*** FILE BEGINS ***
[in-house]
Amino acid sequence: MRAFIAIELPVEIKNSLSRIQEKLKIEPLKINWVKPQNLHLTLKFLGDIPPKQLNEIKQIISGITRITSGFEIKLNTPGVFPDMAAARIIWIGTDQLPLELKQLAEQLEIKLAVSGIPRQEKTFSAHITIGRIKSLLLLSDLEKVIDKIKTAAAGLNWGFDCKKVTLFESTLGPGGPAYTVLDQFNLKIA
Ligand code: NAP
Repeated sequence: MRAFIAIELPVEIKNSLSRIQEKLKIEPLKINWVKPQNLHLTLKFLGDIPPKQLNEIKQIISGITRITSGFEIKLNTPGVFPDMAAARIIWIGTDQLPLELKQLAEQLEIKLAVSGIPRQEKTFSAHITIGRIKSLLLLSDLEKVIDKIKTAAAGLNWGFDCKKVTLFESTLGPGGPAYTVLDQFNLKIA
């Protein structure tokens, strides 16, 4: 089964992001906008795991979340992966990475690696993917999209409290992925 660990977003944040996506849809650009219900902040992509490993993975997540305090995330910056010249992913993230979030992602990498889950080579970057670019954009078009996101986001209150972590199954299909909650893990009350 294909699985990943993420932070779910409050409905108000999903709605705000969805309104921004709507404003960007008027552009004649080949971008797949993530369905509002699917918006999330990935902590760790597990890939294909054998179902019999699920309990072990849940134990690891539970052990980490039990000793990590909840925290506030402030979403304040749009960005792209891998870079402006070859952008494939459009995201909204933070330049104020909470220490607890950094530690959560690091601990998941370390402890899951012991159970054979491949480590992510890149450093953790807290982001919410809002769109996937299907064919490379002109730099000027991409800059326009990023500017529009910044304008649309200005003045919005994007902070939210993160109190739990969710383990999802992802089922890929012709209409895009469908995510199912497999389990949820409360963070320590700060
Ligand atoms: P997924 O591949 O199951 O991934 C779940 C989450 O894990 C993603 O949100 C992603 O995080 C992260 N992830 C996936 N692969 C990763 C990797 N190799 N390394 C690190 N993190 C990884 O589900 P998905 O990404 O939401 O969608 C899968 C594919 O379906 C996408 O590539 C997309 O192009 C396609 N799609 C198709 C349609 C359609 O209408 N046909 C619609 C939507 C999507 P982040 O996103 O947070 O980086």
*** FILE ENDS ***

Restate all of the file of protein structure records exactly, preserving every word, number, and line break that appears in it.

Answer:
[in-house]
Amino acid sequence: MRAFIAIELPVEIKNSLSRIQEKLKIEPLKINWVKPQNLHLTLKFLGDIPPKQLNEIKQIISGITRITSGFEIKLNTPGVFPDMAAARIIWIGTDQLPLELKQLAEQLEIKLAVSGIPRQEKTFSAHITIGRIKSLLLLSDLEKVIDKIKTAAAGLNWGFDCKKVTLFESTLGPGGPAYTVLDQFNLKIA
Ligand code: NAP
Repeated sequence: MRAFIAIELPVEIKNSLSRIQEKLKIEPLKINWVKPQNLHLTLKFLGDIPPKQLNEIKQIISGITRITSGFEIKLNTPGVFPDMAAARIIWIGTDQLPLELKQLAEQLEIKLAVSGIPRQEKTFSAHITIGRIKSLLLLSDLEKVIDKIKTAAAGLNWGFDCKKVTLFESTLGPGGPAYTVLDQFNLKIA
């Protein structure tokens, strides 16, 4: 089964992001906008795991979340992966990475690696993917999209409290992925 660990977003944040996506849809650009219900902040992509490993993975997540305090995330910056010249992913993230979030992602990498889950080579970057670019954009078009996101986001209150972590199954299909909650893990009350 294909699985990943993420932070779910409050409905108000999903709605705000969805309104921004709507404003960007008027552009004649080949971008797949993530369905509002699917918006999330990935902590760790597990890939294909054998179902019999699920309990072990849940134990690891539970052990980490039990000793990590909840925290506030402030979403304040749009960005792209891998870079402006070859952008494939459009995201909204933070330049104020909470220490607890950094530690959560690091601990998941370390402890899951012991159970054979491949480590992510890149450093953790807290982001919410809002769109996937299907064919490379002109730099000027991409800059326009990023500017529009910044304008649309200005003045919005994007902070939210993160109190739990969710383990999802992802089922890929012709209409895009469908995510199912497999389990949820409360963070320590700060
Ligand atoms: P997924 O591949 O199951 O991934 C779940 C989450 O894990 C993603 O949100 C992603 O995080 C992260 N992830 C996936 N692969 C990763 C990797 N190799 N390394 C690190 N993190 C990884 O589900 P998905 O990404 O939401 O969608 C899968 C594919 O379906 C996408 O590539 C997309 O192009 C396609 N799609 C198709 C349609 C359609 O209408 N046909 C619609 C939507 C999507 P982040 O996103 O947070 O980086």